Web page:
I should be in bed right now. I am tired, but I just watched a Moto GP clip of a three lap duel between Valentino Rossi (46) and Jorge Lorenzo (99). During the duel, both riders displayed incredible skill and concentration. Lorenzo was brilliant in a conventional sense. He rode excellent lines, passed twice when opportunity presented itself, and defended his position in the last “passing” turn.
Rossi won because his greatness was unconventional. After losing the lead three laps from the finish on a long straight away, conventional thinking would have had Rossi settle in behind Lorenzo stalk his line and pick his opportunity to pass. Rossi responded immediately by getting off the brakes and moving outside of Lorenzo entering a turn. His pass so close he had to tuck his leg against his bike to clear Lorenzo without contact, then had to stick his bike in the turn so Lorenzo couldn’t simply cut under him.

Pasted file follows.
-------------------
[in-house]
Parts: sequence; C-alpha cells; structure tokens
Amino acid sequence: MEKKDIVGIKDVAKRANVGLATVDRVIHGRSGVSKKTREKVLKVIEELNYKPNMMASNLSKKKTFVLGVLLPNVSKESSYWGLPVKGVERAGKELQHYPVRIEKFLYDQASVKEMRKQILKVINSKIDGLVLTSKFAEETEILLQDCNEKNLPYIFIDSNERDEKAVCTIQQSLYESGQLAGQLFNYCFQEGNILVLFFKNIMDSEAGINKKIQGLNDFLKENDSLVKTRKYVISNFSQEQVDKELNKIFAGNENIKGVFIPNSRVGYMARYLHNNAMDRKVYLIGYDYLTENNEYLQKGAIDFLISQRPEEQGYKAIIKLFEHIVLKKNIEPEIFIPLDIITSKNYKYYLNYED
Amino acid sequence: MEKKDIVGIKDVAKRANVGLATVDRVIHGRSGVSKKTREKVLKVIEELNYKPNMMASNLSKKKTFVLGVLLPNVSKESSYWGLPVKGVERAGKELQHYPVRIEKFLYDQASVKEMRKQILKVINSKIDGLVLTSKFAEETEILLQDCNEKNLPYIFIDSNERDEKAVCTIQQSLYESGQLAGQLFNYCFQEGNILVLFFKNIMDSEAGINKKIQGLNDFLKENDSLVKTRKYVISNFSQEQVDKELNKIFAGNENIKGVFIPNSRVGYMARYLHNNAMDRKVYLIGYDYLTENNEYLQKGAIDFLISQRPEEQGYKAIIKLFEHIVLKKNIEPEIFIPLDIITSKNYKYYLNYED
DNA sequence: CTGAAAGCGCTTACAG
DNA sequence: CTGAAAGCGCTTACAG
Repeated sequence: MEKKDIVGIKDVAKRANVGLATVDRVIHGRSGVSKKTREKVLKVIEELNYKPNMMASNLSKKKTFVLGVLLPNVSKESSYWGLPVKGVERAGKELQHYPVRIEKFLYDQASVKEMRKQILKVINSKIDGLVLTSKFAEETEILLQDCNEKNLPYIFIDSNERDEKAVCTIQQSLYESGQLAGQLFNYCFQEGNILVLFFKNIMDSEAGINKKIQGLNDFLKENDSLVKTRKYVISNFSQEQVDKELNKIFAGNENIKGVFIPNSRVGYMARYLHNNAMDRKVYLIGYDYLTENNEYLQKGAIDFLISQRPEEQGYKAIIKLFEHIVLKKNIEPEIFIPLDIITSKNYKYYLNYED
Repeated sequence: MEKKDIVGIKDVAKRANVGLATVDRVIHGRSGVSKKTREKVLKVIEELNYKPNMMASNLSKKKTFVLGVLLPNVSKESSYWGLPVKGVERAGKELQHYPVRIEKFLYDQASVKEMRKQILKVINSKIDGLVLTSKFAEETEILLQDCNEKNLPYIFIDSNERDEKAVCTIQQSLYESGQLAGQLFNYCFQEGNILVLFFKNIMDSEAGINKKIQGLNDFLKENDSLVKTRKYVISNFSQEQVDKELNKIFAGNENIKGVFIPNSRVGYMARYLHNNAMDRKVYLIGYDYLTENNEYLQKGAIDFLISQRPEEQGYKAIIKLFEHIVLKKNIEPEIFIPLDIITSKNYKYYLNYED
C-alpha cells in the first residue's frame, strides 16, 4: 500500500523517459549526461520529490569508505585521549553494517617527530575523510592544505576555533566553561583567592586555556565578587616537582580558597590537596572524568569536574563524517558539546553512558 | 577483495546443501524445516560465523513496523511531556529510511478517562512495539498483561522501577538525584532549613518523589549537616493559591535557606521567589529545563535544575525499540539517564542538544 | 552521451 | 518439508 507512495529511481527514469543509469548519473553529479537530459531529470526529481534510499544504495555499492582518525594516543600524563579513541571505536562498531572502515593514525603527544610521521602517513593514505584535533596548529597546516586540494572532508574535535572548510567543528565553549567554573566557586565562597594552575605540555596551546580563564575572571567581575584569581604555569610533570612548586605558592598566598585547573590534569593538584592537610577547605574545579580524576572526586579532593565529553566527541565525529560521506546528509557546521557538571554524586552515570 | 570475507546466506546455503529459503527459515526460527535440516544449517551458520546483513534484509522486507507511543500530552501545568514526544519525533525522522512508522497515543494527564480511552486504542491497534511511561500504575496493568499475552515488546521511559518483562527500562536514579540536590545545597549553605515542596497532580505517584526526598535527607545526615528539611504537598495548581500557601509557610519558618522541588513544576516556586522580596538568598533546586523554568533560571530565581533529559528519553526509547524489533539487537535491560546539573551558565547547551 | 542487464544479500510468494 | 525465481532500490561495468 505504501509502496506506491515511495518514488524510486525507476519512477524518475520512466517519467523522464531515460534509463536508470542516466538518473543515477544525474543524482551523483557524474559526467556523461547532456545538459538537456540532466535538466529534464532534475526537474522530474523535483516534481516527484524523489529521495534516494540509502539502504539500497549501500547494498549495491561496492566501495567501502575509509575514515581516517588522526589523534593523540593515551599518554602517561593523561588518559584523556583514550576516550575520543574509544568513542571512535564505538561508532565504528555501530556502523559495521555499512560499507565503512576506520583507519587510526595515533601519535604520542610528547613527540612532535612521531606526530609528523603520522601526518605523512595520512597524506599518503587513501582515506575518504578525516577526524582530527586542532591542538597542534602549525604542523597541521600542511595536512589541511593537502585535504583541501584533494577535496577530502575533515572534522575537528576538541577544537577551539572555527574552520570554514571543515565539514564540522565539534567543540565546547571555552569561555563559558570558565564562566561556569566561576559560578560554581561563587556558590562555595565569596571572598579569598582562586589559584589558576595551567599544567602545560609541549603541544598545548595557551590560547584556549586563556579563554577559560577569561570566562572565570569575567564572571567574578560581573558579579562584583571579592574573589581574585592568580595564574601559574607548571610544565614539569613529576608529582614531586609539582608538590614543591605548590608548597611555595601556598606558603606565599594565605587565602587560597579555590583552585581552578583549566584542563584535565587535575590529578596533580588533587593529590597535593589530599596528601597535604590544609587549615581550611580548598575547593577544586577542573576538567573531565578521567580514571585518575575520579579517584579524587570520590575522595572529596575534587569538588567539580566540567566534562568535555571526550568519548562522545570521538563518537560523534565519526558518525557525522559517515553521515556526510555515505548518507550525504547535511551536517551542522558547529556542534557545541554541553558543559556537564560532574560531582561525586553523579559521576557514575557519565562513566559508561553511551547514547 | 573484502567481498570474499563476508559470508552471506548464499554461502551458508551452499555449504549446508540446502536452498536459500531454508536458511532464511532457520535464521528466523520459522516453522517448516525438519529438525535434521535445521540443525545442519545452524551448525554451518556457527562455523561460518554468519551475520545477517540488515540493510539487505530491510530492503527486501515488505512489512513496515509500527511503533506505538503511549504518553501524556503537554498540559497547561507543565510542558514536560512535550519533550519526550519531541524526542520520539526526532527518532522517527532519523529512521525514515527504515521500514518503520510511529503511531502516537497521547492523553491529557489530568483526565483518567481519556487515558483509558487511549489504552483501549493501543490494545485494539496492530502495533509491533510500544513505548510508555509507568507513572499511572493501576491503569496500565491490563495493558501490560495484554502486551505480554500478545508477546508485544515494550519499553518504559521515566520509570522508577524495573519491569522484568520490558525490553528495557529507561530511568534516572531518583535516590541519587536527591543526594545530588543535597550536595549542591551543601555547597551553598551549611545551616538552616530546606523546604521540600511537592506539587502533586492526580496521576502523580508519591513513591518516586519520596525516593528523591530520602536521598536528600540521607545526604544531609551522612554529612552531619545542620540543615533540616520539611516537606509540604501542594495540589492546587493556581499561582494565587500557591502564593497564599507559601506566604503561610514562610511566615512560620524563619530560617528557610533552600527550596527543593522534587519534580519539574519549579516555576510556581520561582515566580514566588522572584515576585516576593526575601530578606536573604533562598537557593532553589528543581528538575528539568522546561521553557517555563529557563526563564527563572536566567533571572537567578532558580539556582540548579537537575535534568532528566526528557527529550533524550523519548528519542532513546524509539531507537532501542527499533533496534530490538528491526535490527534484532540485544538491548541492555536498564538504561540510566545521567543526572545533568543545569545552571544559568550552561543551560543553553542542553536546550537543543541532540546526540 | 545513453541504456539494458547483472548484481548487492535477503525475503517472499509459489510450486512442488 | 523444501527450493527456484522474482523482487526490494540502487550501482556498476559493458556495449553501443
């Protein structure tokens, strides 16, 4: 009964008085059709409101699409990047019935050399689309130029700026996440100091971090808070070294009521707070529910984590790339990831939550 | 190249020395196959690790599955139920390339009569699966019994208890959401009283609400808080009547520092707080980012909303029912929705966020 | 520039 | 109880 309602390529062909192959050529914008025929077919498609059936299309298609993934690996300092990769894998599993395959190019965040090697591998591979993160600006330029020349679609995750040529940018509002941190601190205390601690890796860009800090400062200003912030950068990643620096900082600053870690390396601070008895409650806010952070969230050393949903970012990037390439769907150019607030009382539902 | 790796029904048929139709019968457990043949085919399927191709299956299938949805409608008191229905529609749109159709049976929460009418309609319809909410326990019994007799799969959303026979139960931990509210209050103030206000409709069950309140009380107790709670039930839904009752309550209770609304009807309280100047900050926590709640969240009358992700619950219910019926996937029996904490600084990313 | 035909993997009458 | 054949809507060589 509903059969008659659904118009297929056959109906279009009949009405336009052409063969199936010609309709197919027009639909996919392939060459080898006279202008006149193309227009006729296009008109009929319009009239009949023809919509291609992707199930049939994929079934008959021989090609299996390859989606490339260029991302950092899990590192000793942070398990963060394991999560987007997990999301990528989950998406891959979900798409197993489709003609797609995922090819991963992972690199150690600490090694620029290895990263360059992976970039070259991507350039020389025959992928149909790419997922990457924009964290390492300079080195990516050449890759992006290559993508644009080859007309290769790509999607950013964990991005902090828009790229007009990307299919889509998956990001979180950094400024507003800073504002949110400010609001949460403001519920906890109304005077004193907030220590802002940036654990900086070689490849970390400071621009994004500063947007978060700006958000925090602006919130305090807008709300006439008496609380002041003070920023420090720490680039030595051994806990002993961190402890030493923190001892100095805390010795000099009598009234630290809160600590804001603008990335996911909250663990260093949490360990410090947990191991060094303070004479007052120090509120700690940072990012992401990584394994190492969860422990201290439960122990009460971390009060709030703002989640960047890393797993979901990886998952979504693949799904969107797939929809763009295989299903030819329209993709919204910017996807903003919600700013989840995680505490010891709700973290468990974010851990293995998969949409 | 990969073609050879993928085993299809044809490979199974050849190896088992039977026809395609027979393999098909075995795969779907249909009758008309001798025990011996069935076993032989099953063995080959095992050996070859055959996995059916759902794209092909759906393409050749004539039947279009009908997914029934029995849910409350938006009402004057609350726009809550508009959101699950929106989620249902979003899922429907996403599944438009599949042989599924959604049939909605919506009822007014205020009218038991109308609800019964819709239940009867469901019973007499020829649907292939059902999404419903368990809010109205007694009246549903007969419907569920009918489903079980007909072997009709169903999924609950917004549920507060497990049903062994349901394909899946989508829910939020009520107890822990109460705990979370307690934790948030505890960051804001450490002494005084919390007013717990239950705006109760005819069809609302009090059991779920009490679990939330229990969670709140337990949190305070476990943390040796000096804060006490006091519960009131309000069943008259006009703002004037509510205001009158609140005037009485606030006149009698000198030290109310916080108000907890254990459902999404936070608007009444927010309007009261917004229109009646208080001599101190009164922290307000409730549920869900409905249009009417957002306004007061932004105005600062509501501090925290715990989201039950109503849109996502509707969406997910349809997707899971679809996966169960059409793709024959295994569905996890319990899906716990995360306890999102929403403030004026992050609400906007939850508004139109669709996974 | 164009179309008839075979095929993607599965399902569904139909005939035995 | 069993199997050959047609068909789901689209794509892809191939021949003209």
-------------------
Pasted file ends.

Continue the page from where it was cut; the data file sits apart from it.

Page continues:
Lorenzo reclaimed the lead. Rossi stalked. Conventional tactics would have Rossi make his move in the third turn from the finish, a well-known passing turn. Lorenzo knew this and made an excellent block. Rossi would not give up and made the decisive pass in a fast right hand turn that was not in a passing area.
Being pushed to the precipice of his technical skill, Rossi’s competitive instincts to win did not fail him, but more importantly his vision and mind conjured the creativity for the decisive pass. This is Greatness.